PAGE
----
Used with permission from the Lowell Sun Online.
By FRANK TUTALO
LOWELL- Three months ago, when Brooks Automation Inc. needed to train 15 computer programmers as quickly as possible, it turned to a somewhat unlikely, yet logical, source.
Gearing up to transition to a more efficient computer program, Chelmsford-based Brooks had no qualified personnel to teach the initiative. So, it found help from the University of Massachusetts Lowell's corporate education department.
Brooks approached the university, and was able to help craft the focus and schedule of the course. Ten weeks and 30 class hours later, software control engineers and technical support personnel from the company had learned something new.
'We're finding that a lot of companies want customized skill sets and they need it right away,' said Catherine Kendrick, director of corporate and distance market development for UMass Lowell's corporate education department.
Brooks, which uses C programming to develop its embedded software, needed to switch to the C++ version, an object-oriented language.
'You always have to improve your talent,' said Hakan Elmali, director of embedded controls at Brooks, who coordinated the training. 'If you stay stagnant, you won't be competitive in the marketplace. And it shows our group that we value them, too.'
Several area companies are thinking the same way. In fact, over the past year, 23 businesses have been involved with UMass Lowell in some type of custom-classroom training, whether it's credit or non-credit courses.
For example, Siemens AG, which recently opened a Chelmsford office on Mill Road, will start a course for its employees in coming weeks. In the past, Hewlett-Packard and Dell have also participated. Two years ago, 18 companies appealed to the university, Kendrick explained.
'It's really about saving yourself from reinventing the wheel over and over,' said Bill Moloney, a professor of computer science at U Mass Lowell who taught the Brooks course.
Moloney, whose classes have ranged from an intense two-day seminars to the more manageable 10-week sessions, noted that Juniper Networks, and what was once called Unisphere, have sent employees to past classes. A few times, he has even taught via video link to students in Boca Raton, Fla.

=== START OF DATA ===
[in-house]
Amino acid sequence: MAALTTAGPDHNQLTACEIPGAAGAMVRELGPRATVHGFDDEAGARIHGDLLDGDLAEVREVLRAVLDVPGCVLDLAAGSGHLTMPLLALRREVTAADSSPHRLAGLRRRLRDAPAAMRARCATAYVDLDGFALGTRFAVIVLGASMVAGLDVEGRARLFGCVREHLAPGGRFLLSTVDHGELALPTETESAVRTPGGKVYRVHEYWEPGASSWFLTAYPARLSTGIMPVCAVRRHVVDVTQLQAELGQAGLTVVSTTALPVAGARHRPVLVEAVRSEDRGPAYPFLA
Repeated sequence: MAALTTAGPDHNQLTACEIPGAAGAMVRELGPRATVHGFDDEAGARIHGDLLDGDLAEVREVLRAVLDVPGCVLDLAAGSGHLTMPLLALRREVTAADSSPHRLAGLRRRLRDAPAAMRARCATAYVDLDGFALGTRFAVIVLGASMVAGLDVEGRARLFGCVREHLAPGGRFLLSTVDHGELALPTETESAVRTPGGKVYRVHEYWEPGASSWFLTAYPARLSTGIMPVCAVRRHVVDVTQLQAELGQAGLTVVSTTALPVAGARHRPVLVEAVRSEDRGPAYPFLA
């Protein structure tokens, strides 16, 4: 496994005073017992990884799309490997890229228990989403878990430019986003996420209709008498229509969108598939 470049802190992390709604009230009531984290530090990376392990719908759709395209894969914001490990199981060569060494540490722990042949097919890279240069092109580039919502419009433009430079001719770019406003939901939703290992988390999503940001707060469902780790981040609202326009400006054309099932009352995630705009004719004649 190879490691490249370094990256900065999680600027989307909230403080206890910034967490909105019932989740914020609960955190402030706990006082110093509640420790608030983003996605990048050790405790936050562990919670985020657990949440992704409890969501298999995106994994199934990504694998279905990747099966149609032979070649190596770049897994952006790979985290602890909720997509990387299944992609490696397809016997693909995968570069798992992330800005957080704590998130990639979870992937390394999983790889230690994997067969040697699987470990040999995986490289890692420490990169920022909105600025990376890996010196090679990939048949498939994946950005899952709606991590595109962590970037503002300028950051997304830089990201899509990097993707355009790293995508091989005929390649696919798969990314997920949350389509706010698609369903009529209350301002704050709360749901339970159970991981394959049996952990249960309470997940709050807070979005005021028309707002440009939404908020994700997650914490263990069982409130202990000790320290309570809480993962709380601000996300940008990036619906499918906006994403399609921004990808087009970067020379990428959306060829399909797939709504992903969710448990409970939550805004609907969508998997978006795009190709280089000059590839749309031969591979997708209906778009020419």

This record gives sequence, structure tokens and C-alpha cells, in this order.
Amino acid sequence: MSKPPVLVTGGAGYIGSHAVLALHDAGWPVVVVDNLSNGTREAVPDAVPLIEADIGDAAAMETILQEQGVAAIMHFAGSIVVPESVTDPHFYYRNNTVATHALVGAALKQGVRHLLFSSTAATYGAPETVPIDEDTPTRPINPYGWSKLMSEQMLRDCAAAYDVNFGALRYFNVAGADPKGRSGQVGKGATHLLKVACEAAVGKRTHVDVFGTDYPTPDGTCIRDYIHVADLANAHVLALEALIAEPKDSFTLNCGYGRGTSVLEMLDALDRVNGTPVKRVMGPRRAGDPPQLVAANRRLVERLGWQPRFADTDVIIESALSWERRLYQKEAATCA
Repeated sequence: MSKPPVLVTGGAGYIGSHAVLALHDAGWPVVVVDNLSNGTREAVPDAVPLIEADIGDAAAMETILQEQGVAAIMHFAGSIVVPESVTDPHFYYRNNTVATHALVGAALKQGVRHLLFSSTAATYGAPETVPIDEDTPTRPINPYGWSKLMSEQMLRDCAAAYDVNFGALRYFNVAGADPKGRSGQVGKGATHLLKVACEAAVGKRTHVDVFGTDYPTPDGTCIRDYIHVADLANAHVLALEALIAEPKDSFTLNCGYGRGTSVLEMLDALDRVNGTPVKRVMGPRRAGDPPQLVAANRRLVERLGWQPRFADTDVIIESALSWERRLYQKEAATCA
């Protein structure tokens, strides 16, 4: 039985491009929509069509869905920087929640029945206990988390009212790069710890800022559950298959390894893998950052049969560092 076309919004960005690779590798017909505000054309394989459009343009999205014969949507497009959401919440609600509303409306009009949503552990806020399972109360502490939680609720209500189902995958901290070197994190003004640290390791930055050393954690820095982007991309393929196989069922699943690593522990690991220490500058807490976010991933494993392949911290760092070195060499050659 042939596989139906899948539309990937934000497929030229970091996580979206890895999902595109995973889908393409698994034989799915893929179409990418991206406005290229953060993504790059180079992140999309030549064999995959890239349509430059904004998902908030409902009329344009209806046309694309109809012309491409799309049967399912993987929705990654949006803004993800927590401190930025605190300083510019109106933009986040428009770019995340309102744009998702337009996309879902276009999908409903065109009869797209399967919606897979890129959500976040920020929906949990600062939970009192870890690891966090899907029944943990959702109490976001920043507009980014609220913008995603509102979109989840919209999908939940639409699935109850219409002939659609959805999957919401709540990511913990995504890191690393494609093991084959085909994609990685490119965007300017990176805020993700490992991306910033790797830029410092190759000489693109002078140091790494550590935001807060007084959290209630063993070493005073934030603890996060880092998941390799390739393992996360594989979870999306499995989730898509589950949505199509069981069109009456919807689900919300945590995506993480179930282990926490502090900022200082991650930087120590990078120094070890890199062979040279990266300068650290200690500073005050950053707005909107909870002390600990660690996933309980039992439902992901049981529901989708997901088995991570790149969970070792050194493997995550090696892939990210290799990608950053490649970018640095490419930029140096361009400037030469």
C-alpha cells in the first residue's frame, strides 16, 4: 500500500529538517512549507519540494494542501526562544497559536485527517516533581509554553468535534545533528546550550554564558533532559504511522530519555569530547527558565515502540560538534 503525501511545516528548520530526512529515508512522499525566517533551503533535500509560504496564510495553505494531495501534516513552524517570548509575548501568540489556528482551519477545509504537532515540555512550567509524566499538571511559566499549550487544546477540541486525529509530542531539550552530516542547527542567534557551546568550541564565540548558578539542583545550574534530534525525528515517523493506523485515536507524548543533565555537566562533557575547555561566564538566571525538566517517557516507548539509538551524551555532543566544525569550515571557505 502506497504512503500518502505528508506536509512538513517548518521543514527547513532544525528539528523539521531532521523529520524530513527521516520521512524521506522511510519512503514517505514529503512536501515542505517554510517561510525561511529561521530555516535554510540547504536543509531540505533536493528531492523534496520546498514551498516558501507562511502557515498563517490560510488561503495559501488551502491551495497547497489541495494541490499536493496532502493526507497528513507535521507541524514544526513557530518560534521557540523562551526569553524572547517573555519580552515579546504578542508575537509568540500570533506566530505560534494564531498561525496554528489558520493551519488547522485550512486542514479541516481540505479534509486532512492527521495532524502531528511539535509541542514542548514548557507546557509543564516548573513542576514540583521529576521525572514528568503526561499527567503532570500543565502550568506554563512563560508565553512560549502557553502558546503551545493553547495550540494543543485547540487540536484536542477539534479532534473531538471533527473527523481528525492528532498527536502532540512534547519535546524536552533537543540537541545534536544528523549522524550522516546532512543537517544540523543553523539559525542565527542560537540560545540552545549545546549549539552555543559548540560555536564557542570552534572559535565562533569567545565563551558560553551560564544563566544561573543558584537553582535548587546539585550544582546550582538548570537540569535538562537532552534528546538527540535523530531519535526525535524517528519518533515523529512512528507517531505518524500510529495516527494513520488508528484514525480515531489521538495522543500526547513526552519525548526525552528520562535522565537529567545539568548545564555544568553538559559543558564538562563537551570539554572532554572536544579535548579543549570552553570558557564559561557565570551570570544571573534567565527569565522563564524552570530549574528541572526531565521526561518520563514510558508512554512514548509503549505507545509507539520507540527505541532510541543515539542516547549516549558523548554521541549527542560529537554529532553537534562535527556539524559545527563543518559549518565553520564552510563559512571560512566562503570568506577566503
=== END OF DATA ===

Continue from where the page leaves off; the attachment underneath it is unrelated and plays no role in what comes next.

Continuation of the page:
Elmali said the C++ class cost approximately $1,000 per student. But UMass Lowell officials note that costs vary greatly depending on content or focus. If a company needs the professor to teach at their corporate location, it pays for travel costs as well, Kendrick explained.
In fact, professors have traveled as far as Singapore and Spain to teach recently.
The university has always been involved with corporate outreach, dating back to its founding some 120 years ago as a proprietary textile school, Lowell Technological Institute. Within the last five years, though, there has been more of a focus on regional economic development, Kendrick explained.
'The important thing is to really help these companies with their work-force development,' she added.
Brooks, which will transition to the more user-friendly program gradually over the coming months, hopes to achieve increased efficiency, with a more skilled work force.
'We had been using C for a long time,' said Elmali, who noted the course lived up to its expectations. 'I think C++ really is a superior language, so that's why we're moving towards it. This should improve our efficiency, and I think C++ is the tool that will get us there.'